Libya, with its oil wealth and natural resources, could be an affluent and successful country. Instead, it is today a dangerous place and a chaotic society with continual fighting among Islamist terrorists, Arab nationalists, and a host of regional militias. The Obama administration and all democratic governments are now confronted by an increasingly troublesome issue, the growing influence of Islamist terrorism in Libya, Nigeria, and other countries in North Africa.
The terrorist groups, individually and in alliance, have taken advantage of the vacuum of central power and the mixture of rival tribal and regional groups and feuding political organizations in Libya. They control many of the large cities and much of the territory of the country, and are challenging the oilfields. Their tactics and ideology follow those of the Islamic State in Iraq and Syria, to which many claim allegiance.
It is commendable that the U.S. House Select Committee on Benghazi is planning as George Orwell once wrote to report on true facts and “not to feel obligated to fabricate imaginary facts and feelings.” At last, we will have the final definitive account of what happened before, during, and after the two attacks on September 11, 2012 by Islamist terrorists. The first on the American diplomatic compound in Benghazi killed Ambassador Chris Stevens and three others, and the second, a few hours later, on another compound killed two American CIA contractors and injured ten others.
The forthcoming report will remind the country that the attacks were carried out by organized terrorist groups, and not the result of supposed mass outrage over a video that inflamed passions, as members of the Obama administration suggested. We already know that Ahmed Abu Khattala, the alleged ringleader of the main terrorist group, Ansar al-Sharia in Libya, is being held in the U.S. on an 18-count indictment and multiple charges of murder. The group led the attack with assault rifles, grenades, and other weapons, and plundered sensitive U.S. information.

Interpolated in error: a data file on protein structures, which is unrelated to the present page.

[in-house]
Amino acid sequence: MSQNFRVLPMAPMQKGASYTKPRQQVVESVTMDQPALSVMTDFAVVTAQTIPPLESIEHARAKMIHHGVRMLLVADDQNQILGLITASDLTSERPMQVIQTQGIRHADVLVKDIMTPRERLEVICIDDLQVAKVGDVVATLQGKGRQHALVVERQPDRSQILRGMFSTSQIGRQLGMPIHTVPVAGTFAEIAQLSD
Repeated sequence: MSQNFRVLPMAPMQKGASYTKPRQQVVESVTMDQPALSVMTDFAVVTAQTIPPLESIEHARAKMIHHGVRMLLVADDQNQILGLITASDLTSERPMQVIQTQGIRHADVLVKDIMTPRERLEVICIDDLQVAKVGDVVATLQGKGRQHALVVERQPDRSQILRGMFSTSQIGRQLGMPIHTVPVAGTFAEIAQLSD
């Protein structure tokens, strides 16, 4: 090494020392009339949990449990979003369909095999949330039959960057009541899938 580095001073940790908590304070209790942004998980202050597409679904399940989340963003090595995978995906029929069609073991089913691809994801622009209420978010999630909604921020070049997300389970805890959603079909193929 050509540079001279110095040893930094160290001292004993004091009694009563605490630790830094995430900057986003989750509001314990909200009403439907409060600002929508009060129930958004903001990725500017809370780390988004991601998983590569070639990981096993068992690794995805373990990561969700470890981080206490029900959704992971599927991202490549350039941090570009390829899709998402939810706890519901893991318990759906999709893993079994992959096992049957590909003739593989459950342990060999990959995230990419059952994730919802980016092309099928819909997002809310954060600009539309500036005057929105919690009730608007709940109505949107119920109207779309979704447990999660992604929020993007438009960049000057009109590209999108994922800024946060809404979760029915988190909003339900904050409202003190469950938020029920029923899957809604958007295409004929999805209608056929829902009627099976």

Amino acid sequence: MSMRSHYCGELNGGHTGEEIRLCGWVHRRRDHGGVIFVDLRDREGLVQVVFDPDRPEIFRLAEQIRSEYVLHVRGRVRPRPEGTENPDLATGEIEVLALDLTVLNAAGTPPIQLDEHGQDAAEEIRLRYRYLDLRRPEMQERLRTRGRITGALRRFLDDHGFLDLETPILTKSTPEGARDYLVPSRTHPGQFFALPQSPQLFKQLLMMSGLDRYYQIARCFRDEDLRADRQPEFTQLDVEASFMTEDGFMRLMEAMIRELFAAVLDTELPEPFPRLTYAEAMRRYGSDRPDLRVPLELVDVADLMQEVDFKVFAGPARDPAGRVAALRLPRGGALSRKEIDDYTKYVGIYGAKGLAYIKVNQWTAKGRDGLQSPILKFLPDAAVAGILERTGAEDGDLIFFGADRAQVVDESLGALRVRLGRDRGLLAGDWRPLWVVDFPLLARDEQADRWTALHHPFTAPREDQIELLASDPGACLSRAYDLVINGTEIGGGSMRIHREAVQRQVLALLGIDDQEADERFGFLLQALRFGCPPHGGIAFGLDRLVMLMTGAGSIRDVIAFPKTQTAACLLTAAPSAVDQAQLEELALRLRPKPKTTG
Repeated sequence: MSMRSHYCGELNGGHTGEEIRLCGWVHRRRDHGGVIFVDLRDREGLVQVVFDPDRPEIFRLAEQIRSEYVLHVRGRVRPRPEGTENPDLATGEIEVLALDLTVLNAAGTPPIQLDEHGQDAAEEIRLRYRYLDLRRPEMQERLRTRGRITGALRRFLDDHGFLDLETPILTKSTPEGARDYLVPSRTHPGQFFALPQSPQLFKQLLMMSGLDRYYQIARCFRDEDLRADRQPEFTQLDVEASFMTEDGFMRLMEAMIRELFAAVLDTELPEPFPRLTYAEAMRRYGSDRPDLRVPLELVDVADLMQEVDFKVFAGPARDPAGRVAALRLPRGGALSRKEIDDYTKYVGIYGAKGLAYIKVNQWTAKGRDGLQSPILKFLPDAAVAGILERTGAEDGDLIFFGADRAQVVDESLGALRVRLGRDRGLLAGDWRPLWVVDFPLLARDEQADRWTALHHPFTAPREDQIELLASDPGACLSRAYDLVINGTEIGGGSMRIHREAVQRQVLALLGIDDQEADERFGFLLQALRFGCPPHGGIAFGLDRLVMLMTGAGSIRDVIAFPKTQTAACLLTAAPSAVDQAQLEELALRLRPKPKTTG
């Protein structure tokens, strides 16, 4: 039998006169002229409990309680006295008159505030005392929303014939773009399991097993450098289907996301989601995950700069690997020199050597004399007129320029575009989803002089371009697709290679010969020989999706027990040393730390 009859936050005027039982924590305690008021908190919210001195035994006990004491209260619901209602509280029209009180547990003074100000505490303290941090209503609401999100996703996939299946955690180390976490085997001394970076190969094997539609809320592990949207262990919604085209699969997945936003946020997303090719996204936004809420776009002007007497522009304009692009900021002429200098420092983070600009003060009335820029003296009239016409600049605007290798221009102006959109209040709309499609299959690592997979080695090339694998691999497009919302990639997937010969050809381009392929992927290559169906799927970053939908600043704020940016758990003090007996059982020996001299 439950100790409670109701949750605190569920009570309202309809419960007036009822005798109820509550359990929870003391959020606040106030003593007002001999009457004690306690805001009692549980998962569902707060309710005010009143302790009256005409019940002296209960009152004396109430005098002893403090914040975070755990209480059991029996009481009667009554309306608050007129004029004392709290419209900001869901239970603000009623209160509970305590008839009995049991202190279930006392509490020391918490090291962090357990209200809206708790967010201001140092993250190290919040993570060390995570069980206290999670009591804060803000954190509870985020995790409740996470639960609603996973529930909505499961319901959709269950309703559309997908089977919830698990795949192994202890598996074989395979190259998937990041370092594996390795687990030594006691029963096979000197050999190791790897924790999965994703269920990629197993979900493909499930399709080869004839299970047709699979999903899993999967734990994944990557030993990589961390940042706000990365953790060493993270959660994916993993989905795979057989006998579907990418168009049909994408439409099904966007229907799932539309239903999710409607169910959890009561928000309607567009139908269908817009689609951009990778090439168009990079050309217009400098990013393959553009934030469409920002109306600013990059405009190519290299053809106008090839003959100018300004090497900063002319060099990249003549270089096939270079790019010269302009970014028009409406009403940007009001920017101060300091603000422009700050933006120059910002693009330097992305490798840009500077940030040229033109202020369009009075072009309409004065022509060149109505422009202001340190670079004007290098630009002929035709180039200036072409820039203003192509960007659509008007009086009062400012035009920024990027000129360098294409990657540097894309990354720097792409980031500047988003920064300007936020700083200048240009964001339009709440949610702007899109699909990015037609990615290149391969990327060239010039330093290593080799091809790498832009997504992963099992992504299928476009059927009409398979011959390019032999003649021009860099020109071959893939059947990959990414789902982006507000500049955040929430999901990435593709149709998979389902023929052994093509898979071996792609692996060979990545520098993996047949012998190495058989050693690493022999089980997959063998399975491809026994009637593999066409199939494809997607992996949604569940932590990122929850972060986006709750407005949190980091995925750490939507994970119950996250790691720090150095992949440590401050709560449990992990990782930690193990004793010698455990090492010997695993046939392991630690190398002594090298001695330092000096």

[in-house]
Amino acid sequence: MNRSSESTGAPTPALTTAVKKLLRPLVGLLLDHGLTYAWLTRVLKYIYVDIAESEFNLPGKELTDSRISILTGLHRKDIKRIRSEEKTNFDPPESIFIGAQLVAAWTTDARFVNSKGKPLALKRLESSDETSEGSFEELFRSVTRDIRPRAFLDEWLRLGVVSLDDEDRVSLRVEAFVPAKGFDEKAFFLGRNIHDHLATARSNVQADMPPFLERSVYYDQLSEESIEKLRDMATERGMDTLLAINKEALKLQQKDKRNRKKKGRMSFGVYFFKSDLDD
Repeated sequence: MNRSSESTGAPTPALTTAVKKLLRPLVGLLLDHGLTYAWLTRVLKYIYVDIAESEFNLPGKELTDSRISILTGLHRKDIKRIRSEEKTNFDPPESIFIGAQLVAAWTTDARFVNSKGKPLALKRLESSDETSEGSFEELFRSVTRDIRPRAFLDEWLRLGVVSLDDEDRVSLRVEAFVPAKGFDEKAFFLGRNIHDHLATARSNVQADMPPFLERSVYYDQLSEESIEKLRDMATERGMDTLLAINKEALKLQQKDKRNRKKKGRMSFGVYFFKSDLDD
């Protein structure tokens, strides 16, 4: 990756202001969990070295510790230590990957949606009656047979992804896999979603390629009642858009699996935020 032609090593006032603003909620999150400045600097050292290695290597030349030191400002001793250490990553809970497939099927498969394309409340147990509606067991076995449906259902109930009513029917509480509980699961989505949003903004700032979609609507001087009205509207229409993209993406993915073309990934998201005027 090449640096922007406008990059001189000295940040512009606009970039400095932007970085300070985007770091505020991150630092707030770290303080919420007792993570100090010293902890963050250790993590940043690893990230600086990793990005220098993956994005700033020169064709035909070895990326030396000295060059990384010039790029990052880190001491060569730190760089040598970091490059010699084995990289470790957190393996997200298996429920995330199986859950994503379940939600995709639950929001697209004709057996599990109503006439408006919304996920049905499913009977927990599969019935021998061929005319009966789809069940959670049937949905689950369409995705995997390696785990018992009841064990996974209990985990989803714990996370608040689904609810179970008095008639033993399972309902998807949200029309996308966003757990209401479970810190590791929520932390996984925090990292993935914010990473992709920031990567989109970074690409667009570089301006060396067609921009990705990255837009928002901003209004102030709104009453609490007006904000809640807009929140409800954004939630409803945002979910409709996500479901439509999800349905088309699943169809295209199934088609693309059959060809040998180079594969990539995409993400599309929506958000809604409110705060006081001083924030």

The Congressional inquiry should lead to further understanding of the dramatic increase of Islamist terrorism in North Africa. This is now a threat not only to neighboring countries in Africa but also to the whole world. Since the popular Libyan uprising in 2011, that followed the April Spring uprisings in Tunis and Egypt in February 2011, and the capture and death in October 2011 of the eccentric dictator Colonel Muammar Gaddafi who had ruled Libya for 42 years, the country has been in chaos. Gaddafi’s bizarre political system, named in 1977 “Jamahiriya” or “state of the masses”, and run through “revolutionary committees”, was transformed into a republic that did not bring stability and security.
Today, that republic contains not only countless Islamist militia groups but also different political authorities, two governments and two parliaments, the General National Congress and a national parliament. The GNC, that has chosen Omar al-Hasi as prime minister, is dominated by Islamists who belong to a branch of the Muslim Brotherhood’s Libyan party.
The official parliament composed of liberals and federalists, and the elected government and the Prime Minister Abdullah al-Thinni, recognized internationally, has been forced to move to Bayda in east Libya. The commander of the Libyan army, General Khalifa Haftar, is conducting a campaign against Islamists. To counter their forces, General Haftar started “Operation Dignity,” an air and ground assault against the terrorist groups in Benghazi. It attacked Islamist bases held by Ansar al-Sharia, the Raf Allah al-Sahati Brigade, and the 17 February Martyrs Brigade.
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